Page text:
We're close to the end now. Let's just calculate the angle between the sun and each element. Then we'll place the sun at the 12:00 position of our planar visualization and all the other planets will fall into place around it.

Calculate the angle between the sun and each of the bodies. Again, from the Wikipedia article, we have

$$ cos \theta = \frac{\mathbf{a} \cdot \mathbf{b}}{|\mathbf{a}||\mathbf{b}|} $$

sun = ss(1).pneProj; ss(1).theta = 0; for i = 1:length(ss) pneProj = ss(i).pneProj; cosTheta = dot(sun,pneProj)/(norm(sun)*norm(pneProj)); theta = acos(cosTheta); % The earth-plane normal vector sticks out of the plane. We can use it % to determine the orientation of theta x = cross(sun,pneProj); theta = theta*sign(dot(earthPlaneNormalUnit,x)); ss(i).theta = theta; end

cla k1 = 1.5; k2 = 1.2; for i = 1:length(ss) beta = ss(i).theta + pi/2; x = cos(beta); y = sin(beta); mArrow3([0 0 0],[x y 0], ... 'stemWidth',0.01, ... 'FaceColor',[0 0 1]); line([0 k1*x],[0 k1*y],'Color',0.8*[1 1 1]) text(k1*x,k1*y,ss(i).name,'HorizontalAlignment','center') end t = linspace(0,2*pi,100); line(k2*cos(t),k2*sin(t),'Color',0.8*[1 1 1]) line(0,0,1,'Marker','.','MarkerSize',40,'Color',[0 0 1]) axis equal axis(2*[-1 1 -1 1])

And there you have it: an accurate map of where the planets are in the sky for today's date. In this orientation, planets "following" the sun through the sky are on the left side of the circle. So Jupiter will be high in the sky as the sun sets.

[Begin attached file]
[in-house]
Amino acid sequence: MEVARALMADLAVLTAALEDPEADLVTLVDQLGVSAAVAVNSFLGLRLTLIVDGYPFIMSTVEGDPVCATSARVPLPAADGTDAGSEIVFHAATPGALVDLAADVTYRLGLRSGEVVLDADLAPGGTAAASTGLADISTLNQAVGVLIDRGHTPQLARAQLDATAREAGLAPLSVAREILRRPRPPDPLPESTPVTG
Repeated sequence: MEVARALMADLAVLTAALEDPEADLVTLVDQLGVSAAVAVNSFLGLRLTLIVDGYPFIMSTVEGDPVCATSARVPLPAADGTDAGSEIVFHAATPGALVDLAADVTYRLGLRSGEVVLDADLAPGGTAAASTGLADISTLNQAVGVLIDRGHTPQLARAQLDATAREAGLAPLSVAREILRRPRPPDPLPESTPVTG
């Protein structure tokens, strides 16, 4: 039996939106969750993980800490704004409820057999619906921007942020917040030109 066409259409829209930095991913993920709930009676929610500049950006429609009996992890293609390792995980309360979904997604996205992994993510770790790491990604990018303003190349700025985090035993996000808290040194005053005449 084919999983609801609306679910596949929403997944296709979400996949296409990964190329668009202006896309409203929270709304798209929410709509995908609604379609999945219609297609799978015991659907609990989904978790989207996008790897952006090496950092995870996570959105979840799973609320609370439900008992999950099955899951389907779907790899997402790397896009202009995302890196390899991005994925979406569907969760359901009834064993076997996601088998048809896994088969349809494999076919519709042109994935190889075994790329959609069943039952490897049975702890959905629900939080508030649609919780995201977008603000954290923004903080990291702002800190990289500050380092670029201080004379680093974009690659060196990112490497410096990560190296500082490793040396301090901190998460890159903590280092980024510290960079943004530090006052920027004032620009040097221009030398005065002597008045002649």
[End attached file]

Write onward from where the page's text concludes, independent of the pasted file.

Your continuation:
And that is a very satisfying answer to my question, by way of vector math, JSON feeds, MATLAB graphics, and the File Exchange.

Get
the MATLAB code

Published with MATLAB® R2014a

Two weeks ago we announced that the File Exchange can connect directly to GitHub. Since then, we’ve gotten a lot of great feedback. Here are a few quotes from emails we’ve received… That’s awesome. I was always hoping for that. I just linked my Github Repository to File Exchange :) This is... read more >>

]]>That’s awesome. I was always hoping for that. I just linked my Github Repository to File Exchange :)

This is a nice feature, and thanks for the information. Github is friendly for development and bug fixing and MATLAB Central is professional for publishing MATLAB packages.

This is great news! Updating and maintaining the code was an issue with File Exchange. Thank you for making this connection!

That’s great news and a very logical step towards more open source collaboration in MATLAB. Good job!

Since we launched the feature, we’ve received an average of two GitHub links per day, for a total of 28 repositories so far. Thanks to all of you who have added a link to your GitHub project.

If you want to keep track of the progress, File Exchange guru Josh Natanson has created a trend for it over on Trendy. Watch the number grow! And if you want to see the actual list of GitHUb projects, follow this link:

http://www.mathworks.com/matlabcentral/fileexchange/?term=is_github:true

]]>Let’s say you’ve created an awesome MATLAB file, and you want the world to know about it. So you go to the File Exchange page and click on the big blue button that says “Submit a File”. In the past, you’d see a page that asks you to submit a... read more >>

]]>We’ve added a direct connection between File Exchange and GitHub. In practice, this means that if your code already lives on GitHub, you can leave it there. The File Exchange is now smart enough to distribute the code directly from GitHub to anyone who asks for it from MATLAB Central. You get all the benefits of collaborative development in GitHub while community members get access to the latest version of your projects. No need to maintain the files in two different locations. Push your changes up to GitHub, and seconds later that’s what gets served from the File Exchange.